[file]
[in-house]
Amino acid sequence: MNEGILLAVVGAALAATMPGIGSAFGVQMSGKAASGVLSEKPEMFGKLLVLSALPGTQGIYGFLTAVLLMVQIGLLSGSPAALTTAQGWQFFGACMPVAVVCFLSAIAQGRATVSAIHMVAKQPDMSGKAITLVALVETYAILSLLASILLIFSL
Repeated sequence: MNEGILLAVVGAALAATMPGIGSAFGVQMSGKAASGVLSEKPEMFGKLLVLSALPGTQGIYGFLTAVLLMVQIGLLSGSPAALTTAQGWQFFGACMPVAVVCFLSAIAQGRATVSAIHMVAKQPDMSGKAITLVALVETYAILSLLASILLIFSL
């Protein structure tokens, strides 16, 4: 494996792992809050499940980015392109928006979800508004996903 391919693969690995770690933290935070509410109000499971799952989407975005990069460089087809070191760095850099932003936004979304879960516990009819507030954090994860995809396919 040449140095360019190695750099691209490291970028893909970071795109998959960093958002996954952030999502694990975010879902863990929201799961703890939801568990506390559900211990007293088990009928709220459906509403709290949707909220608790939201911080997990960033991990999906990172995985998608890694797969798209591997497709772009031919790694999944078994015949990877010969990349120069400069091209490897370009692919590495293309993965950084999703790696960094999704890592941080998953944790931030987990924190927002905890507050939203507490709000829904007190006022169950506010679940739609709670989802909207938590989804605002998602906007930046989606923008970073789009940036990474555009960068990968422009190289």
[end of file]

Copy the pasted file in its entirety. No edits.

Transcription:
[in-house]
Amino acid sequence: MNEGILLAVVGAALAATMPGIGSAFGVQMSGKAASGVLSEKPEMFGKLLVLSALPGTQGIYGFLTAVLLMVQIGLLSGSPAALTTAQGWQFFGACMPVAVVCFLSAIAQGRATVSAIHMVAKQPDMSGKAITLVALVETYAILSLLASILLIFSL
Repeated sequence: MNEGILLAVVGAALAATMPGIGSAFGVQMSGKAASGVLSEKPEMFGKLLVLSALPGTQGIYGFLTAVLLMVQIGLLSGSPAALTTAQGWQFFGACMPVAVVCFLSAIAQGRATVSAIHMVAKQPDMSGKAITLVALVETYAILSLLASILLIFSL
């Protein structure tokens, strides 16, 4: 494996792992809050499940980015392109928006979800508004996903 391919693969690995770690933290935070509410109000499971799952989407975005990069460089087809070191760095850099932003936004979304879960516990009819507030954090994860995809396919 040449140095360019190695750099691209490291970028893909970071795109998959960093958002996954952030999502694990975010879902863990929201799961703890939801568990506390559900211990007293088990009928709220459906509403709290949707909220608790939201911080997990960033991990999906990172995985998608890694797969798209591997497709772009031919790694999944078994015949990877010969990349120069400069091209490897370009692919590495293309993965950084999703790696960094999704890592941080998953944790931030987990924190927002905890507050939203507490709000829904007190006022169950506010679940739609709670989802909207938590989804605002998602906007930046989606923008970073789009940036990474555009960068990968422009190289």